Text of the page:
Some sal­ads are health­ier than oth­ers

The Borneo Post - Nature and health - - Flavours -

NOT ALL sal­ads are cre­ated equal. When you’re choos­ing your bowl of greens this sum­mer, you should know that three types con­tain more calo­ries, sodium and fat than you may want, one di­eti­cian says. So, if you want to eat the health­i­est sal­ads pos­si­ble, steer clear of taco sal­ads, chef sal­ads and Cae­sar sal­ads. Taco sal­ads, es­pe­cially those that come in shells, typ­i­cally have 760 calo­ries, 39 grams of fat, 10 grams of sat­u­rated fat and one gram of trans fat, ac­cord­ing to Laura Acosta, a reg­is­tered di­eti­tian at the Univer­sity of Florida’s In­sti­tute of Food and Agri­cul­tural Sciences.

“One gram doesn’t seem like a lot, but when you con­sider that or­gan­i­sa­tions like the Amer­i­can Heart As­so­ci­a­tion rec­om­mend that even two grams of trans fat per day is too much, it helps to put it into per­spec­tive,” said Acosta. Not to be out­done, chef sal­ads are loaded with meats and cheeses. The meats are of­ten pro­cessed and con­tain ni­trite preser­va­tives that may in­crease risk for can­cer when con­sumed con­sis­tently. While cheese can be a good source of cal­cium and pro­tein, it is also high in calo­ries, sat­u­rated fat and sodium.

Last but not least, Cae­sar sal­ads can be a prob­lem be­cause most va­ri­eties of Cae­sar dress­ing are heavy, creamy and high in calo­ries. “Since Cae­sar sal­ads are usu­ally pre-dressed, you don’t have a lot of con­trol over the amount of dress­ing, and restau­rants are usu­ally pretty heavy-handed,” Acosta said in a univer­sity news re­lease. When de­cid­ing on a salad, read the de­scrip­tion or list of in­gre­di­ents, Acosta sug­gested.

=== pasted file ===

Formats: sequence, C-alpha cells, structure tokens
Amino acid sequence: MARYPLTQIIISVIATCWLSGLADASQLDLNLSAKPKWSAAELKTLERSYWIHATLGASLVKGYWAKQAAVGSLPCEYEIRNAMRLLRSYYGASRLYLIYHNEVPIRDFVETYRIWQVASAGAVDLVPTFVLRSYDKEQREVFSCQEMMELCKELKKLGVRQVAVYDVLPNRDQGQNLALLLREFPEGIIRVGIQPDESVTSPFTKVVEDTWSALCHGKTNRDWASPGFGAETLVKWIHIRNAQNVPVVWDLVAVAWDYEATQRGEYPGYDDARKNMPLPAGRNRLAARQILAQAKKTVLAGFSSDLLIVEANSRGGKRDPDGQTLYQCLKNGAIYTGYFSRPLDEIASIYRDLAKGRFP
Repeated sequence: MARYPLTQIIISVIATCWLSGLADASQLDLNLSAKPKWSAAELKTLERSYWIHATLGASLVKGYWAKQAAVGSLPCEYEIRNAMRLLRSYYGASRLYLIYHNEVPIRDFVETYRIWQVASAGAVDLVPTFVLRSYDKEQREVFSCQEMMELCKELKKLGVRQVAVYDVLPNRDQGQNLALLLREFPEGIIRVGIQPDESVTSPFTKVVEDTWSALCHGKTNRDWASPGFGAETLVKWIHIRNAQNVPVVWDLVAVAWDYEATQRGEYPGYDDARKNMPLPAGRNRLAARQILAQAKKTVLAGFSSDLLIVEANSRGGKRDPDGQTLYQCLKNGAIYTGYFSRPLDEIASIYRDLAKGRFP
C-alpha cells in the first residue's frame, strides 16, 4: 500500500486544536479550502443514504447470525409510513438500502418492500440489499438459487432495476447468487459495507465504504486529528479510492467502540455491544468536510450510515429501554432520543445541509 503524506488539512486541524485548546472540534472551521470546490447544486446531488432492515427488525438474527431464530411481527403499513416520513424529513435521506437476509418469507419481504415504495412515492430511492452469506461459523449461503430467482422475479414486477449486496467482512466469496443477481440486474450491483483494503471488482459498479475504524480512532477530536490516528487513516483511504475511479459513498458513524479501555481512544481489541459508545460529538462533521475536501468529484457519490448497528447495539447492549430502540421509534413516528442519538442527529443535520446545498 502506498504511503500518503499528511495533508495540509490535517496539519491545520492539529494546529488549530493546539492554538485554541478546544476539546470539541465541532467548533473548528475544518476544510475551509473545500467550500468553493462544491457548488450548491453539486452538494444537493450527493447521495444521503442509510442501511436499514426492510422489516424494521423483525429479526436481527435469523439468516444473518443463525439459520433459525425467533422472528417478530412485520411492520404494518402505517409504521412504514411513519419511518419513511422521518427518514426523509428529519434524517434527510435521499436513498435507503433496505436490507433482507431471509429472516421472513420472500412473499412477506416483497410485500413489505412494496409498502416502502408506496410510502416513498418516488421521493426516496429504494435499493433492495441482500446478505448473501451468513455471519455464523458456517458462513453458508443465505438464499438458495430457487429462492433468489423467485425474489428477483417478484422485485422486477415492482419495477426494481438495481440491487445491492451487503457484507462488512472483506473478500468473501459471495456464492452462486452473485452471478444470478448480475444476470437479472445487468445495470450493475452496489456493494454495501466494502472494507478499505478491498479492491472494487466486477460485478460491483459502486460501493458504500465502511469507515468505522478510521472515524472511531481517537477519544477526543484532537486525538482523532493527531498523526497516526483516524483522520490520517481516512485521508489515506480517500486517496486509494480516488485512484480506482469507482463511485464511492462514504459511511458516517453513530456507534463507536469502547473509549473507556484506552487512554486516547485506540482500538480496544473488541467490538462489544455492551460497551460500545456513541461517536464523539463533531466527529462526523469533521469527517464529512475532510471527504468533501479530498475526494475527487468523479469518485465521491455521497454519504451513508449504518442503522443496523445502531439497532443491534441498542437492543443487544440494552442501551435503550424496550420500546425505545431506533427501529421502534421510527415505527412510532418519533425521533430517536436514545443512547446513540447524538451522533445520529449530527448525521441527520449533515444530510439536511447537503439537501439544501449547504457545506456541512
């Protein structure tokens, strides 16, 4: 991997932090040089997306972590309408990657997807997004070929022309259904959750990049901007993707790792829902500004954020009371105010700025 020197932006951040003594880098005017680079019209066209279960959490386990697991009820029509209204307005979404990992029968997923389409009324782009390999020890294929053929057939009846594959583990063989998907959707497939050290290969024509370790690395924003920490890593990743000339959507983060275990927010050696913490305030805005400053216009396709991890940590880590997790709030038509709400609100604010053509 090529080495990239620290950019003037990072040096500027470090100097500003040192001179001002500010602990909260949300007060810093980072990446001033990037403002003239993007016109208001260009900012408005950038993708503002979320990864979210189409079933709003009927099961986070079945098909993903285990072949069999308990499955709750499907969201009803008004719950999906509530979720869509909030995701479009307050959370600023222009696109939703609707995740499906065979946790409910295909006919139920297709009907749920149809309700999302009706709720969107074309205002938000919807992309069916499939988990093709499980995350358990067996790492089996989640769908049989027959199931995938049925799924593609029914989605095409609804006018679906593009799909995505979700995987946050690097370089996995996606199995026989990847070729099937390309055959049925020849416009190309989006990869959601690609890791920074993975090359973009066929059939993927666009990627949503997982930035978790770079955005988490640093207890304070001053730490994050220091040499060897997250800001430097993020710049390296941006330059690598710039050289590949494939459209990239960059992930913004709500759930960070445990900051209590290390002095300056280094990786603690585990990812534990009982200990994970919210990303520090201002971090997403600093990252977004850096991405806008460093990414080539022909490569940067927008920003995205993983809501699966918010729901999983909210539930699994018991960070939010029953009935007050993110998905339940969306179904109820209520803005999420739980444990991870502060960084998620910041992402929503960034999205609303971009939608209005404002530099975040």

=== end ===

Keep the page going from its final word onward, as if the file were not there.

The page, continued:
“As a very gen­eral rule of thumb, house sal­ads and gar­den sal­ads tend to be fairly ba­sic -- let­tuce, toma­toes, cu­cum­bers, onions -- and good bets if you’re watch­ing your weight or calo­rie in­take,” Acosta said.

“If cut­ting calo­ries is a goal, be aware that the main source of calo­ries in many ‘house’ or ‘gar­den’-type sal­ads is go­ing to be the dress­ing, so aim for about two ta­ble­spoons of dress­ing,” she rec­om­mended. Most dress­ings have around 120 to 180 calo­ries per two ta­ble­spoons, she said, so you don’t want to use more than that. It’s also a good idea to dip your fork in the dress­ing be­fore each bite, rather than pour­ing dress­ing over the salad.

That will sig­nif­i­cantly re­duce the amount of dress­ing you con­sume, she ex­plained. If cut­ting calo­ries isn’t a goal, “A sim­ple olive oil and vine­gar dress­ing, for in­stance, will have roughly the same num­ber of calo­ries as other dress­ings, but will pro­vide about 10 grams of mo­noun­sat­u­rated fat -- one of the ‘good’ fats that helps to pro­mote car­dio­vas­cu­lar health -- per ta­ble­spoon of olive oil,” Acosta said. “So, the amount of salad dress­ing may not be as im­por­tant as the type in many cases.”

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